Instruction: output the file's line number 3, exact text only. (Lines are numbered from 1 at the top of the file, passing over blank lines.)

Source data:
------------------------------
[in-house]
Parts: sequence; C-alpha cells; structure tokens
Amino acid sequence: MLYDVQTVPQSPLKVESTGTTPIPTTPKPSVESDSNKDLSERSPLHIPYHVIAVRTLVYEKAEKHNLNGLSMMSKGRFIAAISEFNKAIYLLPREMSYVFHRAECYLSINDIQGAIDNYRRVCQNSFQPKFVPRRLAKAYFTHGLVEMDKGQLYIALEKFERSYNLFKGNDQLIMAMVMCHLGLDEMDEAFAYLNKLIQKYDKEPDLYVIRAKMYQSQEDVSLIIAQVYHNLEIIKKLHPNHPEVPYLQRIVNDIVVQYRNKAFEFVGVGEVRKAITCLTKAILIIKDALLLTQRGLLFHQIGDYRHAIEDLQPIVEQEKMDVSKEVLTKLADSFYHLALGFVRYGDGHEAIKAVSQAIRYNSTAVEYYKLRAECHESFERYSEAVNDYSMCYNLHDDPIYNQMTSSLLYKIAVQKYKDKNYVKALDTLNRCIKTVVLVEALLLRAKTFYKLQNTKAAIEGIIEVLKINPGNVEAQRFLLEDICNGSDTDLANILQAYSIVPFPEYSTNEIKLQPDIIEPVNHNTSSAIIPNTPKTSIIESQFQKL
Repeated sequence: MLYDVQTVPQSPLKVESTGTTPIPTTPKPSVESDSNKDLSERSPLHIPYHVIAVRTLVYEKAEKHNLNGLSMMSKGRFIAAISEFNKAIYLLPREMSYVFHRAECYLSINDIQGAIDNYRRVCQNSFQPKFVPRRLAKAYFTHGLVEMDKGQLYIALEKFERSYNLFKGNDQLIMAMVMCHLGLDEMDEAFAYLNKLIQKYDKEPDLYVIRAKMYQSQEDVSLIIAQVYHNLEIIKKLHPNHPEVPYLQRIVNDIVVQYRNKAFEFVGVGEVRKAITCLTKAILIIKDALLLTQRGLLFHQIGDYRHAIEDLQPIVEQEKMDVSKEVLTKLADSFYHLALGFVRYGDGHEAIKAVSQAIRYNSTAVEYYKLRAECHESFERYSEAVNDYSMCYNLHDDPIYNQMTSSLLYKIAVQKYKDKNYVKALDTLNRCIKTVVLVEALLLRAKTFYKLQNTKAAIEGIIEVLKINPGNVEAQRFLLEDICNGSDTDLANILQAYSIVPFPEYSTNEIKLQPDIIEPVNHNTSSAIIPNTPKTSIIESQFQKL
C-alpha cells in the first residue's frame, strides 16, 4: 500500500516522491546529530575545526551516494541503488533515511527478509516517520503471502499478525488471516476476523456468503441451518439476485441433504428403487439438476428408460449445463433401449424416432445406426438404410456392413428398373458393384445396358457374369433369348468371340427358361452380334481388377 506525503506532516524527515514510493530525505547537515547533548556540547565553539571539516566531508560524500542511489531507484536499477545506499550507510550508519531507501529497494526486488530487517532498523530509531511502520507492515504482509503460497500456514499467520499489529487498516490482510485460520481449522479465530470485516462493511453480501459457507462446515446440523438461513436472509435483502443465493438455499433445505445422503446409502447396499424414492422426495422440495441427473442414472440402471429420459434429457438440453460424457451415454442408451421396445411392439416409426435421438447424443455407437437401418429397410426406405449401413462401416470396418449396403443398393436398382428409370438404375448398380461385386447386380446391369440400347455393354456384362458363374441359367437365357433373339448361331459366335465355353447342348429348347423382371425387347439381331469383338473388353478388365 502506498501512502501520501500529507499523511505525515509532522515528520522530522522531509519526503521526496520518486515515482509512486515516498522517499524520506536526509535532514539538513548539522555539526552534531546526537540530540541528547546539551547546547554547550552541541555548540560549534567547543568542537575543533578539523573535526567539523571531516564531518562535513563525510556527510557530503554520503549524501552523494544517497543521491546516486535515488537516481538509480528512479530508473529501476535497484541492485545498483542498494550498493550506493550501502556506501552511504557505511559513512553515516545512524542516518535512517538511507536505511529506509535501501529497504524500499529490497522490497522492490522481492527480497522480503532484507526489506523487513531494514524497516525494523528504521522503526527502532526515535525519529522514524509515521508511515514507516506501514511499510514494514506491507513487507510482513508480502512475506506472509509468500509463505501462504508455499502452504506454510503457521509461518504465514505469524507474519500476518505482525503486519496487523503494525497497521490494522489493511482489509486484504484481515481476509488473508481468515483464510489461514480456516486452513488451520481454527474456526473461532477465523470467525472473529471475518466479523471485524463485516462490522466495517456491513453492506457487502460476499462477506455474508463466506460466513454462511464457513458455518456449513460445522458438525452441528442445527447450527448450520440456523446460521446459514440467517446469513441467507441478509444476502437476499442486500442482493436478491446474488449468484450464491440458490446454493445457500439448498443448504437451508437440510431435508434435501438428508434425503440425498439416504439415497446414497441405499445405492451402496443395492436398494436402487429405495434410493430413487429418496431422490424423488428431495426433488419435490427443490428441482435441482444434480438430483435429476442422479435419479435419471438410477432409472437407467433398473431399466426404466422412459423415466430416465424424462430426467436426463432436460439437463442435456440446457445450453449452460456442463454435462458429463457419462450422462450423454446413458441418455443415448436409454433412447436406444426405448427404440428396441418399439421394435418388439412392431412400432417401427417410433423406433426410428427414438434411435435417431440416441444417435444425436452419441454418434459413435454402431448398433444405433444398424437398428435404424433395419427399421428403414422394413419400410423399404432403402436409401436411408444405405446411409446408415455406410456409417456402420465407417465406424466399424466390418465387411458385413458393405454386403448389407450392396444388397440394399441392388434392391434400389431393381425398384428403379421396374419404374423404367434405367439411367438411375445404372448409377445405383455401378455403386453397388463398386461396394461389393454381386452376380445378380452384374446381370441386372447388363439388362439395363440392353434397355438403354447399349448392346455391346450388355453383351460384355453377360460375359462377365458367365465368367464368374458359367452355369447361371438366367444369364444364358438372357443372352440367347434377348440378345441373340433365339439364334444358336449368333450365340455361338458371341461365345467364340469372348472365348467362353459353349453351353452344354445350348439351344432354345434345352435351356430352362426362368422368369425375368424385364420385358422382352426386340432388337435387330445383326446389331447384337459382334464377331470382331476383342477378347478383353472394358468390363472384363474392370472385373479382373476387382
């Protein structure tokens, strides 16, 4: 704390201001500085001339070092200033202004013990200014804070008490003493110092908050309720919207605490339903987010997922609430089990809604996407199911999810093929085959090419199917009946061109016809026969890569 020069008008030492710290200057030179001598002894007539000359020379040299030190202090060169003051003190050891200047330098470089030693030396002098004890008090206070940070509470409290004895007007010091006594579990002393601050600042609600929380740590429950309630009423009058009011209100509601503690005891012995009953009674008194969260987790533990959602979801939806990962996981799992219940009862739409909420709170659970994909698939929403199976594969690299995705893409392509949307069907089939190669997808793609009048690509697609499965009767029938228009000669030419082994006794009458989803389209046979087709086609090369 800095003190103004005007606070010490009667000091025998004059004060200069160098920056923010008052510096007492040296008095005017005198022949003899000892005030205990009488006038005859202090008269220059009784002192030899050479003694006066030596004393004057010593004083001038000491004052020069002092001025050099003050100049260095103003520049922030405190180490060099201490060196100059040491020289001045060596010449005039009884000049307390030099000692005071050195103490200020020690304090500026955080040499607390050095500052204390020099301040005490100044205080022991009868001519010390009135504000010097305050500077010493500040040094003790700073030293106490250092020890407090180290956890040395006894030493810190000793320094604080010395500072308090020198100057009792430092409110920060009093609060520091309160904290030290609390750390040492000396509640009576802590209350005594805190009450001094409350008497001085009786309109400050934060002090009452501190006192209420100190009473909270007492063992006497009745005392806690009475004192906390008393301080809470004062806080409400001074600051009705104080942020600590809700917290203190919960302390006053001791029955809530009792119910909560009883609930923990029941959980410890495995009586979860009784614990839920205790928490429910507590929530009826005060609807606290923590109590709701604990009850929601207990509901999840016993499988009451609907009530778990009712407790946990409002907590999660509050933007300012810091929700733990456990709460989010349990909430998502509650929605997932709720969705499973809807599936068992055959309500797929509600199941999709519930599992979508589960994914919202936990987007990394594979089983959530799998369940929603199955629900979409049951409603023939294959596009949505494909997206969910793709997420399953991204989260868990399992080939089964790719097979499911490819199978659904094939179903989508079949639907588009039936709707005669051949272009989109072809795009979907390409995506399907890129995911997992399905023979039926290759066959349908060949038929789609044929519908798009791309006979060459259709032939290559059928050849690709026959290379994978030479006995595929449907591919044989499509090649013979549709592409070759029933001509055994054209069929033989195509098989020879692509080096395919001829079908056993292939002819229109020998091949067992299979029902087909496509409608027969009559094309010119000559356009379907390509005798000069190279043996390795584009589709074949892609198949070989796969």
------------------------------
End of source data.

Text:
Amino acid sequence: MLYDVQTVPQSPLKVESTGTTPIPTTPKPSVESDSNKDLSERSPLHIPYHVIAVRTLVYEKAEKHNLNGLSMMSKGRFIAAISEFNKAIYLLPREMSYVFHRAECYLSINDIQGAIDNYRRVCQNSFQPKFVPRRLAKAYFTHGLVEMDKGQLYIALEKFERSYNLFKGNDQLIMAMVMCHLGLDEMDEAFAYLNKLIQKYDKEPDLYVIRAKMYQSQEDVSLIIAQVYHNLEIIKKLHPNHPEVPYLQRIVNDIVVQYRNKAFEFVGVGEVRKAITCLTKAILIIKDALLLTQRGLLFHQIGDYRHAIEDLQPIVEQEKMDVSKEVLTKLADSFYHLALGFVRYGDGHEAIKAVSQAIRYNSTAVEYYKLRAECHESFERYSEAVNDYSMCYNLHDDPIYNQMTSSLLYKIAVQKYKDKNYVKALDTLNRCIKTVVLVEALLLRAKTFYKLQNTKAAIEGIIEVLKINPGNVEAQRFLLEDICNGSDTDLANILQAYSIVPFPEYSTNEIKLQPDIIEPVNHNTSSAIIPNTPKTSIIESQFQKL